9 Things to Remember Before Relocating Your Business



relocating your business

Moving from one city to another is inevitably stressful. Picking up and relocating your business brings up different issues altogether. That’s why we asked nine members from the Young Entrepreneur Council (YEC) the following question:



“What is one thing entrepreneurs should not forget to do before relocating their business to a new city?”

Here’s what YEC community members had to say:

1. Learn From Prior Successes and Failures

“Write down your top five successes and top five failures. Understand what you did well, what you didn’t and how you can improve for next time. You’ll walk away with powerful lessons only the real world can teach you. They will better prepare you for your next city.” ~ Phil Dumontet, DASHED

2. Look for Tax Breaks and Special Offers

“Many municipalities provide tax breaks and other incentives for small businesses who move in from out of state. Research these opportunities with the local chamber of commerce before making a final decision about relocating your company.” ~Brittany Hodak, ZinePak

3. Make Sure the City Matches Your Company’s Culture

“Make sure that the city has the talent to support the business’s goals. Assuming that you want your company to continue to grow, you will eventually need to hire new employees. It makes sense to locate to an area where other talented and like-minded individuals will be working and looking for new ventures.” ~ Simon Casuto, eLearning Mind

4. Evaluate Long-Term Growth Potential

“Will your business thrive in this new location? Or will it quickly outgrow it? Moving takes a lot out of you and your employees. You have to assume expenses, learn about the new legal environment and, inevitably, recruit new talent. But is this a city where you’d want to (and be able to) grow your business over the next 5, 10 or 20 years?” ~ Firas Kittaneh, Amerisleep

5. Vet the Talent Pool

“Ensure the city has a permanent and strong talent pool with the right skill sets and experiences to support your growing business.  ” ~ Jürgen Himmelmann, The Global Work & Travel Co.

6. Get Connected

Your business isn’t in a vacuum. So find ways to plug into a community of entrepreneurs and to introduce yourself so that you have coffee/drinks set up when you arrive.” ~ Basha Rubin, Priori Legal

7. Ask Your Teammates

“When we were looking for a bigger office to move into last year, we considered Culver City and City of Industry, two very different places. After we shared our two options with our teammates, it became clear that Culver City was going to be a much better commute for almost everyone on the team. As a result, we moved to Culver City and helped everyone’s day start a little better.” ~ Nanxi Liu, Enplug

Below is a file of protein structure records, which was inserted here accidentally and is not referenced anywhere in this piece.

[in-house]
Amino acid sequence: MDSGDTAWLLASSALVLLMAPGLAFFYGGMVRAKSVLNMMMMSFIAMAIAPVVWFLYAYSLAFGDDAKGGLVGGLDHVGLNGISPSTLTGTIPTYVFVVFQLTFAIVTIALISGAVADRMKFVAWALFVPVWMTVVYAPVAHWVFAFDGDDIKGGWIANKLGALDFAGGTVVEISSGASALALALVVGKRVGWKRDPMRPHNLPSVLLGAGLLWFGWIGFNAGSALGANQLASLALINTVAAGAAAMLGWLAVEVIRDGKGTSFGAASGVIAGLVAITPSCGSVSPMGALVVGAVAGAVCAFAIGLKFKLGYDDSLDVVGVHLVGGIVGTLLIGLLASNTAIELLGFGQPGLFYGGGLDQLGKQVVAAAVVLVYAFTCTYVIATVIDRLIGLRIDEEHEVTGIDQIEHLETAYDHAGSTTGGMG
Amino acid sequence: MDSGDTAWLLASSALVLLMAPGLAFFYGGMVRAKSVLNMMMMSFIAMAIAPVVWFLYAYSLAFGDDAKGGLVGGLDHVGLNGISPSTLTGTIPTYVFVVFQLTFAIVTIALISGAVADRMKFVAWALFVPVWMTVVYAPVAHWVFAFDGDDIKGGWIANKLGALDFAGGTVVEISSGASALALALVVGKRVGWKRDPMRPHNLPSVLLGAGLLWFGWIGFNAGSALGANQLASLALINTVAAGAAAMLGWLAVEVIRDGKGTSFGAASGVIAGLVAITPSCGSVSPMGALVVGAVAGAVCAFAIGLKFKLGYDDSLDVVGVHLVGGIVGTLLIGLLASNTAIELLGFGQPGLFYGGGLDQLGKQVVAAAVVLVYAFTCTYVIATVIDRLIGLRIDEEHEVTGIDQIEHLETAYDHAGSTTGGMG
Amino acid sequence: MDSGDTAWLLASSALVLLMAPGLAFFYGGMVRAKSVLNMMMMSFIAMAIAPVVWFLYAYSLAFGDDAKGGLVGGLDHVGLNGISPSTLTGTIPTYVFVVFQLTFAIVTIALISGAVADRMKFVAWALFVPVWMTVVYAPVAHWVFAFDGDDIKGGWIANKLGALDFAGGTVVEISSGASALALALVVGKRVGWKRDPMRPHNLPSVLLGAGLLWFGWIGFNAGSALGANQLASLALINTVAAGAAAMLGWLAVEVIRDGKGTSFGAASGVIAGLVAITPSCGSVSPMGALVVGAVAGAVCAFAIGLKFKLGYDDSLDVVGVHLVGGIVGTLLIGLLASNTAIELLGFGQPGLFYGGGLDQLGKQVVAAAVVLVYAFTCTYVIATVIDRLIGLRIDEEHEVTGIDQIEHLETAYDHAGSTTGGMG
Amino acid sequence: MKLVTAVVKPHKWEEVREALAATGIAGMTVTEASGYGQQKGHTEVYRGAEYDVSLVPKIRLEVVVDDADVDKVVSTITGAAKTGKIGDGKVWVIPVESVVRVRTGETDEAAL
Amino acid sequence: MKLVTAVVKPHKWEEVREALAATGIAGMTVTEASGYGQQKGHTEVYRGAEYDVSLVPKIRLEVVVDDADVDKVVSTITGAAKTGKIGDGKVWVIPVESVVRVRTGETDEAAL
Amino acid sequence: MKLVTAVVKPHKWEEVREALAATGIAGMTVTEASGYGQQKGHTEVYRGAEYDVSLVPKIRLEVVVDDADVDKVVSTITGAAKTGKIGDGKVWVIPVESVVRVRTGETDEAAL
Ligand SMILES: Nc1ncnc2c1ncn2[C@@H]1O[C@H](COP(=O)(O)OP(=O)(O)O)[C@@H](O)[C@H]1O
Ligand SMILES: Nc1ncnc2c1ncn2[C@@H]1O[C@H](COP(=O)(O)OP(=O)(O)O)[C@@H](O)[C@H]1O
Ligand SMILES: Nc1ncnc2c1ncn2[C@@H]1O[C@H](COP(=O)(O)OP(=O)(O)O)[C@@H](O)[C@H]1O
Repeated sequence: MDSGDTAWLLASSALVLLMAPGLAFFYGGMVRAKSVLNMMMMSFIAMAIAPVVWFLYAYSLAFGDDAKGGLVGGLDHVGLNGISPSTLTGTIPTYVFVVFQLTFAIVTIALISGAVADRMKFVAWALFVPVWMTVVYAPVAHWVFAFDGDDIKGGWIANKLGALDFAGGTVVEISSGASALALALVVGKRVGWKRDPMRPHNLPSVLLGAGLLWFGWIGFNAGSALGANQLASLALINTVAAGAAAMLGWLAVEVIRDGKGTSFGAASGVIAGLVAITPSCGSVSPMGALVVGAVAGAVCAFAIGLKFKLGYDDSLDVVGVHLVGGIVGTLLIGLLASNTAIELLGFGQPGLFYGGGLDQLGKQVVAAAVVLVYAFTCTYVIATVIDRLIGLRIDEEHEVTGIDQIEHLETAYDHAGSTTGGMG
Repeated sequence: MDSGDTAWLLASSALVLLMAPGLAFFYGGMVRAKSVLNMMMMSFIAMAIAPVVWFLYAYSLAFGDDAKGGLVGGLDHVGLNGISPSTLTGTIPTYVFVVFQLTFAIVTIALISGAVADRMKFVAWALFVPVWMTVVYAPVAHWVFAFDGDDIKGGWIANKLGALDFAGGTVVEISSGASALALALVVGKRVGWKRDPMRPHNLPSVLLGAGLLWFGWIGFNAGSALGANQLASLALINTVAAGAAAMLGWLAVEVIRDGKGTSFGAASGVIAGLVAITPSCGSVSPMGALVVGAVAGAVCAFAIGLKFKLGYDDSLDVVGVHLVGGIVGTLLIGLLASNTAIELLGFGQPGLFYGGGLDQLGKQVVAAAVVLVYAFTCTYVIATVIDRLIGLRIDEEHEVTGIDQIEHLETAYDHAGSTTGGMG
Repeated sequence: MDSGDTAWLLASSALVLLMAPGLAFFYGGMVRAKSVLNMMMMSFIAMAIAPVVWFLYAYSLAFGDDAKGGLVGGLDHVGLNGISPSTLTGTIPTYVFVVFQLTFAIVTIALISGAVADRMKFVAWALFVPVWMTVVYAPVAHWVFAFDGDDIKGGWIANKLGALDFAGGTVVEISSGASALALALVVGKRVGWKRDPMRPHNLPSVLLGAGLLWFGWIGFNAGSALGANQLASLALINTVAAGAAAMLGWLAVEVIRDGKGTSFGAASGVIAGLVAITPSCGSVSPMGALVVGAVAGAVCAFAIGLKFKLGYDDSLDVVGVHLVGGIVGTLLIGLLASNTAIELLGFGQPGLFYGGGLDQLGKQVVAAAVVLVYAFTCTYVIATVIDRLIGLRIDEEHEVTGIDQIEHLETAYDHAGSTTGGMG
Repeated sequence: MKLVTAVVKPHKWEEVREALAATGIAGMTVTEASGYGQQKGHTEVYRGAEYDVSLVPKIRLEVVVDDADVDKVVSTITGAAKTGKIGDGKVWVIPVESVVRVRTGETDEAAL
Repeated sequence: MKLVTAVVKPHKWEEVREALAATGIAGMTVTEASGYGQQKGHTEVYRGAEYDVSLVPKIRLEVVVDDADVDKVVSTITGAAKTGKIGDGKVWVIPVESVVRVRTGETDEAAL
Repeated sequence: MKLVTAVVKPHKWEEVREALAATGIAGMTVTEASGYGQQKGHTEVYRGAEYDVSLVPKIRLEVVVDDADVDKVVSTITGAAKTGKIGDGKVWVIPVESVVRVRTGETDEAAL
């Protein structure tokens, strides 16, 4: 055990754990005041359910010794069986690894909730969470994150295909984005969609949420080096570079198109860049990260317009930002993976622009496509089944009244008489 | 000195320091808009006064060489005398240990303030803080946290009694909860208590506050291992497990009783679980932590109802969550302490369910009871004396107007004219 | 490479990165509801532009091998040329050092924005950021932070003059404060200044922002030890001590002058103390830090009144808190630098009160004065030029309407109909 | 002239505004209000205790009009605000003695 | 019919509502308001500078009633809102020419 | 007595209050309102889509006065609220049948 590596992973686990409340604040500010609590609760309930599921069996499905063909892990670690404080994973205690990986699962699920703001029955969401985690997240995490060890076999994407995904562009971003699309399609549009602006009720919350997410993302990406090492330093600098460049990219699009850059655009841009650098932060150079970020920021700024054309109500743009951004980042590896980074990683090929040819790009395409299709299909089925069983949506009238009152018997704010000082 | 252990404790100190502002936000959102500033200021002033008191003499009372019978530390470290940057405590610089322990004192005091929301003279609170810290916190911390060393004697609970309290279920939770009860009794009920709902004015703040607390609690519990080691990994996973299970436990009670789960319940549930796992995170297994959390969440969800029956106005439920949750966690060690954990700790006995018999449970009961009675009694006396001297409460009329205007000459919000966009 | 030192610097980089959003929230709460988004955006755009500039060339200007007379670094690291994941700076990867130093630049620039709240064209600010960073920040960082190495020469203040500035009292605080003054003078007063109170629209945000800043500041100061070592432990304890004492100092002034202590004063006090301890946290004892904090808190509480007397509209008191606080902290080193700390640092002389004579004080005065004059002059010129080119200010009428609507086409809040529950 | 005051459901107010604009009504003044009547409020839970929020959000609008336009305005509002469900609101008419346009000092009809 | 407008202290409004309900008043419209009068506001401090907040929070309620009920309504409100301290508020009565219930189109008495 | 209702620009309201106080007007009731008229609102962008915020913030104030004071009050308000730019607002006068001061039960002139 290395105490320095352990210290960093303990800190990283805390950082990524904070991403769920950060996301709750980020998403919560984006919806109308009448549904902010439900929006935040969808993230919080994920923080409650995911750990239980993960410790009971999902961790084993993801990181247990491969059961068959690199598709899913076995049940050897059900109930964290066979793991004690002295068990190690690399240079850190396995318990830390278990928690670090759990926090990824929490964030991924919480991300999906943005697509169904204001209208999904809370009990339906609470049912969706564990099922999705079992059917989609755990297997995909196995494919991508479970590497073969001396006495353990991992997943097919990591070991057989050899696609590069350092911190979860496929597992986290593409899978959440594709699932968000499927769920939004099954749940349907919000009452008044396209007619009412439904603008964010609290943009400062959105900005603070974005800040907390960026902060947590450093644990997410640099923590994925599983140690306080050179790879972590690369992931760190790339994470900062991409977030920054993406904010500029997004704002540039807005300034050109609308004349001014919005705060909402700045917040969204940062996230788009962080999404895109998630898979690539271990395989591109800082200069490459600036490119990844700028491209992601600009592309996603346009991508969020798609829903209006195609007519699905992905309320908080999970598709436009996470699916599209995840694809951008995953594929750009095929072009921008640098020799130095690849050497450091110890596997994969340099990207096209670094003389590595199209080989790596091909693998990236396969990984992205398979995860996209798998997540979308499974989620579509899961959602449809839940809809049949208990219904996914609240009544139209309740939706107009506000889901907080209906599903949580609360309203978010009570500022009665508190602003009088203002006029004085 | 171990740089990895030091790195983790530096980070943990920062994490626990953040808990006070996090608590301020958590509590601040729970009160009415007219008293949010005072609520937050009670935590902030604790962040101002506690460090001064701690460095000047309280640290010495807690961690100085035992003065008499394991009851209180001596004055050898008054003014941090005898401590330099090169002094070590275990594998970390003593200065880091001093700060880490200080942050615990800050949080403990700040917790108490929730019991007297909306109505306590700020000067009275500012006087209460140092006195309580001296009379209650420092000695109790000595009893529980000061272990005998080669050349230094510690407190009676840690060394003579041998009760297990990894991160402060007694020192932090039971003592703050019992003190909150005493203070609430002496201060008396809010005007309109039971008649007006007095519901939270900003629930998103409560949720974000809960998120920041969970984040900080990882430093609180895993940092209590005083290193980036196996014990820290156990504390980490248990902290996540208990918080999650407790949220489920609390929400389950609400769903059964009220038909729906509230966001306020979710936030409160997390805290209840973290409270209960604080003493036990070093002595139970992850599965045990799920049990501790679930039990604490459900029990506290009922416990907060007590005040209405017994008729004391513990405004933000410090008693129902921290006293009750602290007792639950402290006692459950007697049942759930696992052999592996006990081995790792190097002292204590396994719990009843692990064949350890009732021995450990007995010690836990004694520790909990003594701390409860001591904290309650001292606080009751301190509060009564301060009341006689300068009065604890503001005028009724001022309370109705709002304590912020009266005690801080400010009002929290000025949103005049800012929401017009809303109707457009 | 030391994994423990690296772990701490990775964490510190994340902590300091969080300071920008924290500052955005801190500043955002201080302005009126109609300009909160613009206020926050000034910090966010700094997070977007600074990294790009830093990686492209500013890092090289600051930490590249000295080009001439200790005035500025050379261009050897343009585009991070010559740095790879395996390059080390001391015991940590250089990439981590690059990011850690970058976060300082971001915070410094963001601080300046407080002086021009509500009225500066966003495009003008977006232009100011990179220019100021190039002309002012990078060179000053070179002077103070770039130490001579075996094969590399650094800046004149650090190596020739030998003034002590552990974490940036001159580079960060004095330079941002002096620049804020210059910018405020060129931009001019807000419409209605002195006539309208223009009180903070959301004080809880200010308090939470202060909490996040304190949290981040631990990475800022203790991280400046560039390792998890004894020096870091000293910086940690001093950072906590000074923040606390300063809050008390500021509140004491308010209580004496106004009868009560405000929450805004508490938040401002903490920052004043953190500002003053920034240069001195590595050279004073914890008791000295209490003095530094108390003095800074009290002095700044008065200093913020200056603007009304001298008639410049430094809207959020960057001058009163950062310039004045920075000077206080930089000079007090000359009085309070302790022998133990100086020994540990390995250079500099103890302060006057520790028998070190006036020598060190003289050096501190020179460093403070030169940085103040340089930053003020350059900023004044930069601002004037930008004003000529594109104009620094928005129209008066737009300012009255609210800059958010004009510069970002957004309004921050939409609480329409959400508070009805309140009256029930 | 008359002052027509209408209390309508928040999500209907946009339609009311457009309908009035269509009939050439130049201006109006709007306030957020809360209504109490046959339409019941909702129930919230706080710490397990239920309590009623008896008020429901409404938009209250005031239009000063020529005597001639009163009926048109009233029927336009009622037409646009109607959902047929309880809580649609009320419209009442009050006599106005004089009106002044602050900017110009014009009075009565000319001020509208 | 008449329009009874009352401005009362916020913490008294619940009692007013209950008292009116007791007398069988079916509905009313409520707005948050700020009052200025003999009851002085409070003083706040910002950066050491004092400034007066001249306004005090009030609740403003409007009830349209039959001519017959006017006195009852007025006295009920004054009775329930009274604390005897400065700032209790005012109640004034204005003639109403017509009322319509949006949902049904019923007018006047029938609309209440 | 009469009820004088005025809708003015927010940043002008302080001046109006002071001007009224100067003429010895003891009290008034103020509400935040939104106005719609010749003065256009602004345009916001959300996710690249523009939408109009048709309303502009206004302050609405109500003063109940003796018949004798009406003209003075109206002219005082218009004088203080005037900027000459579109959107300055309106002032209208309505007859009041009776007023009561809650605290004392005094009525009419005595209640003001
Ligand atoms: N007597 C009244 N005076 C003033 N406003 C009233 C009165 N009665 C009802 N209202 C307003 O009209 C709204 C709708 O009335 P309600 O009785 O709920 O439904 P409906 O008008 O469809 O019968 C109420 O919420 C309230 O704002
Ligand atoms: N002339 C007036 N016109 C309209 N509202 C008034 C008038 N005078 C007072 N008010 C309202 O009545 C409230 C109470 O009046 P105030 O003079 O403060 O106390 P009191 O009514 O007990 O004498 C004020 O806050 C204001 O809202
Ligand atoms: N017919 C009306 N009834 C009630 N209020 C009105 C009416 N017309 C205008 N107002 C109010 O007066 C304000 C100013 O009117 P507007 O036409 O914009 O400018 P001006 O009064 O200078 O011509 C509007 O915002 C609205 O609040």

8. Check Local Opportunities

“Some cities offer subsidies or tax breaks if you apply beforehand. Make sure you check what’s available at the local chambers of commerce!” ~ Pablo Villalba, 8fit

9. Cover Your Legal Bases

“Check with your attorney to see what legal requirements are triggered by relocating to the new city. For example, many cities require a company to register if they are “doing business” in the jurisdiction. In addition, you might not need to still be registered in your previous location and should make sure you are not paying unnecessary, duplicate registration fees for both locations.” ~ Doug Bend, Bend Law Group, PC

Moving Photo via Shutterstock

3 Comments ▼

The Young Entrepreneur Council The Young Entrepreneur Council (YEC) is an invite-only organization comprised of the world's most promising young entrepreneurs. In partnership with Citi, YEC recently launched StartupCollective, a free virtual mentorship program that helps millions of entrepreneurs start and grow businesses.

3 Reactions
  1. Good advice, but many of these don’t apply to a smaller business from what I can tell.

  2. There are often legal ramifications of moving a business from one county or one municipality to another. I’ve had many clients who relocate from outside of Philadelphia to inside Philadelphia and are unaware of the requirement to obtain a business privilege license. Philadelphia is fairly diligent in collecting the taxes and fees associated with even small businesses and my clients have been first made aware they are non-compliant when they receive an assessment with interest and penalty in the mail. So checking the legal requirements with a local attorney familiar with these rules applies to any business, any size.

  3. I did not think that there are other things you should consider when relocating. In fact, I don’t even think that culture is that important. I guess relocating is a decision that should be studied carefully.

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